Juan Sánchez Cotán
Juan Sánchez Cotán
Juan Sánchez Cotán
June 25, 1560
|Died||September 8, 1627 (aged 67)|
|Known for||Painting bodegones|
Juan Sánchez Cotán (June 25, 1560 – September 8, 1627) was a Spanish Baroque painter, a pioneer of realism in Spain. His still lifes—also called bodegones—were painted in an austere style, especially when compared to similar works in the Netherlands and Italy.
Sánchez Cotán was born in the town of Orgaz, near Toledo, Spain. He was a friend and perhaps pupil of Blas de Prado, an artist famous for his still lifes whose mannerist style with touches of realism the disciple developed further. Cotán began by painting altarpieces and religious works. For approximately twenty years, patronized by the city’s aristocracy, he pursued a successful career as an artist in Toledo painting religious scenes, portraits and still lifes. These paintings found a receptive audience among the educated intellectuals of Toledo society. Sánchez Cotán executed his notable still lifes around the beginning of the seventeenth century, before the end of his secular life. An example (seen above right) is Quince, Cabbage, Melon and Cucumber (1602, in the San Diego Museum of Art).
On August 10, 1603, Sanchez Cotán, then in his forties, closed up his workshop at Toledo to renounce the world and enter the Carthusian monastery Santa Maria de El Paular. He continued his career painting religious works with singular mysticism. In 1612 he was sent to the Granada Charterhouse; he decided to become a monk, and in the following year he entered the Carthusian monastery at Granada as a lay brother. The reasons for this are not clear, though such action was not unusual in Cotán’s day.
Cotán was a prolific religious painter whose work, carried out exclusively for his monastery, reached its peak about 1617 in the cycle of eight great narrative paintings that he painted for the cloister of the Granada Monastery. These depict the foundation of the order of St. Bruno, and the prosecution of the monks in England by the Protestants. Although the painter’s religious works have an archaic air, they also reveal a keen interest in the treatment of light and volume, and in some respects are comparable with certain works by the Italian Luca Cambiaso, whom Cotán knew at the Escorial.
In spite of his retreat from the world, Cotán’s influence remained strong. His concern with the relationships among objects and with achieving the illusion of reality through the use of light and shadow was a major influence on the work of later Spanish painters such as Juan van der Hamen, Felipe Ramírez, the brothers Vincenzo and Bartolomeo Carducci and, notably, Francisco de Zurbarán. Sánchez Cotán ended his days universally loved and regarded as a saint. He died in 1627 in Granada.
Sánchez Cotán stylistically falls within the school of El Escorial, with Venetian influence, and his works can be placed in the transition from Mannerism to Baroque. He was an early pioneer of Tenebrism at the beginning of the golden age of Spanish painting. Although his religious paintings have a primitive sensitivity and a peaceful rhythm, Cotán's high stature in art history rests exclusively on his still lifes, of which only a few are extant. Their severe naturalism has little in common with the artistic style then prevalent.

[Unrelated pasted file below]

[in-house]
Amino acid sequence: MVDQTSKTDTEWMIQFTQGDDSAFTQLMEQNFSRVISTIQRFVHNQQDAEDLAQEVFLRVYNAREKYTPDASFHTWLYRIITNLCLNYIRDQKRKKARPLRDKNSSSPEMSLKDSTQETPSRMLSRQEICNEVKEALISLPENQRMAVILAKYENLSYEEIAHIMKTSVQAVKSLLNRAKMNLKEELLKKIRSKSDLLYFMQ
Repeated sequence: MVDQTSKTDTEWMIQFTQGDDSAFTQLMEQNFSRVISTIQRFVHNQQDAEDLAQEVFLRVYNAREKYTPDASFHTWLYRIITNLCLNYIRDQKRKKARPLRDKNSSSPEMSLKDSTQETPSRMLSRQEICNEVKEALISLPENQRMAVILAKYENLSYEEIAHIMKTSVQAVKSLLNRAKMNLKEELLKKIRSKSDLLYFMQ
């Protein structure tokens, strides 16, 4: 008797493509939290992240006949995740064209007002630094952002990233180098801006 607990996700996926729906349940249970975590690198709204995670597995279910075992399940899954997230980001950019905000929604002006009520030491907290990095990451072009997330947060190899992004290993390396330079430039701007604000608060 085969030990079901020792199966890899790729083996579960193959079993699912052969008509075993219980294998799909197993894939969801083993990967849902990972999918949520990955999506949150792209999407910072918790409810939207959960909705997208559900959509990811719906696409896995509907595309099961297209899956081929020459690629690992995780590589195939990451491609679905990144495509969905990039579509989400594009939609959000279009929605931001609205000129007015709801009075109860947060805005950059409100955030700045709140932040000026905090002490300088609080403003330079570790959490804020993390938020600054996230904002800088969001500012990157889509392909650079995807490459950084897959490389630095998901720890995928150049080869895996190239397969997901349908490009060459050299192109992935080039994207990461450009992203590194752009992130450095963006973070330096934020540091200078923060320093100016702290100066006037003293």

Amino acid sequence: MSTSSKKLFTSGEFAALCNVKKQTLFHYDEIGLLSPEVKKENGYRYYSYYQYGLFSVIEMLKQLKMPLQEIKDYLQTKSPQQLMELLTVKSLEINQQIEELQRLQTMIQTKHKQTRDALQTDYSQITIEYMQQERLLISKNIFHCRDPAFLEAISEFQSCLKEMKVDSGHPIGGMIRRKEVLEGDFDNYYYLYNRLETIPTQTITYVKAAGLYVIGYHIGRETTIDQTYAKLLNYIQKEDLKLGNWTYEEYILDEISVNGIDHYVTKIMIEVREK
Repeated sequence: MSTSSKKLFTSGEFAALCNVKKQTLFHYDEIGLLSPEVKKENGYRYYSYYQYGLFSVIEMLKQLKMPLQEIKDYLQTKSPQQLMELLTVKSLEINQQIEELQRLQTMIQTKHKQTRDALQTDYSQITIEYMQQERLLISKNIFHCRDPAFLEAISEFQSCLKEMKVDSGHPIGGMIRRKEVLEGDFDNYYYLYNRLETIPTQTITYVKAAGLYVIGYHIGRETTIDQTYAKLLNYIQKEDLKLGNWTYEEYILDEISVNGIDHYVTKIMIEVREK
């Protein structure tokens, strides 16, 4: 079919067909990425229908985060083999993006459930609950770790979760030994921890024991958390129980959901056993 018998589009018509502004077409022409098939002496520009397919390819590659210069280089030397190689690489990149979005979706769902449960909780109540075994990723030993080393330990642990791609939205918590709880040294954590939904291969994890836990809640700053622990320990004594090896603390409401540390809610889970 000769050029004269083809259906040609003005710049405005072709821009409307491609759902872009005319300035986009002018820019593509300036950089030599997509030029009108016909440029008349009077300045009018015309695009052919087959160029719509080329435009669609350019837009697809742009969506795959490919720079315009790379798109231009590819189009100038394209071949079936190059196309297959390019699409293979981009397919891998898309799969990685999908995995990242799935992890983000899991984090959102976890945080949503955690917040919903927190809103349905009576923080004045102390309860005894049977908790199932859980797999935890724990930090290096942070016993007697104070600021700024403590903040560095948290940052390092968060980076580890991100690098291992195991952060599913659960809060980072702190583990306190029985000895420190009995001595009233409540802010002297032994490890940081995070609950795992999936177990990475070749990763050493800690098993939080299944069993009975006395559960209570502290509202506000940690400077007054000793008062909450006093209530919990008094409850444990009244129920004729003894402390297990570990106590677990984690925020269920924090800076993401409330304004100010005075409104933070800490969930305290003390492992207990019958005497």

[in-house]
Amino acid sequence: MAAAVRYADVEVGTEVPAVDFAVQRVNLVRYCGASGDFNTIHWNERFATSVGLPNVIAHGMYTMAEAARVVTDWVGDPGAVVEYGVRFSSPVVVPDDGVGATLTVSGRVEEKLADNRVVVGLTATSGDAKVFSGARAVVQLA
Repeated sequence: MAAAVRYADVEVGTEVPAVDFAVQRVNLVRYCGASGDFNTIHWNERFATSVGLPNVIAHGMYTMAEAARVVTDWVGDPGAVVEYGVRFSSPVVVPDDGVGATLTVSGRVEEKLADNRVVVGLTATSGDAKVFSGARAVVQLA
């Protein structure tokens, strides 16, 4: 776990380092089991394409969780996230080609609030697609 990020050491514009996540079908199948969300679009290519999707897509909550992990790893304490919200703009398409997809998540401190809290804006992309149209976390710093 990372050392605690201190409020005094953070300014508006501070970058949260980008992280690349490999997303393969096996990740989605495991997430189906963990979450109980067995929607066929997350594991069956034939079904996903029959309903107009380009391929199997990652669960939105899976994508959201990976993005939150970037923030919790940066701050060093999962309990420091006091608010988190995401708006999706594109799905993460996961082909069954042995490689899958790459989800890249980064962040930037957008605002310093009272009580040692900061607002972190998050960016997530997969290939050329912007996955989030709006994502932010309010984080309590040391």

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Sánchez Cotán established the prototype of the Spanish still life, called a bodegón, composed mainly of vegetables. Characteristically, he depicts a few simple fruits or vegetables, some of which hang from a fine string at different levels while others sit on a ledge or window. The forms stand out with an almost geometric clarity against a dark background. This orchestration of still life in direct sunlight against impenetrable darkness is the hallmark of early Spanish still life painting. Each form is scrutinized with such intensity that the pictures take on a mystical quality, and the reality of things is intensified to a degree that no other seventeenth-century painter would surpass.
Norman Bryson describes Sánchez Cotán’s spare representations as abstemious images and links his work to his later monastic life. They are supposed to express a monastic denial of worldly pleasure and richness: "Absent from Cotán's work is any conception of nourishment as involving the conviviality of the meal .... What replaces their interest as sustenance is their interest as mathematical form." His fruits and vegetables are arranged in beautiful ballet like compositions. The Carthusians are vegetarian, but many of his works contain game birds.
He depicted few artifacts other than the strings from which vegetables and fruits dangle, this being the common means in the seventeenth century of preventing food and vegetables from rotting. Even if the objects are arranged so that they seem close enough to touch, they are nevertheless distanced. For all the realism with which they are depicted, the isolation of each object, heightened further by the black background, lends them a monumental, almost sculptural gravity.
- Bryson 2012, p. 66.
- Bendiner, Keneth (2004). Food in Painting: From the Renaissance to the Present. Reaktion Books. ISBN 1-86189-213-6
- Bryson, Norman (2012). Looking at the Overlooked: Four Essays on Still Life Painting. London: Reaktion Books. ISBN 978-0-948462-06-1
- Lacotte, Michel (1991). Larousse Dictionary of Painters, Mallard Press. ISBN 0-7924-5132-5
- Lopez Rey, José Luís (1999). Velázquez: Painter of Painters. Cologne: Taschen. ISBN 3-8228-6533-8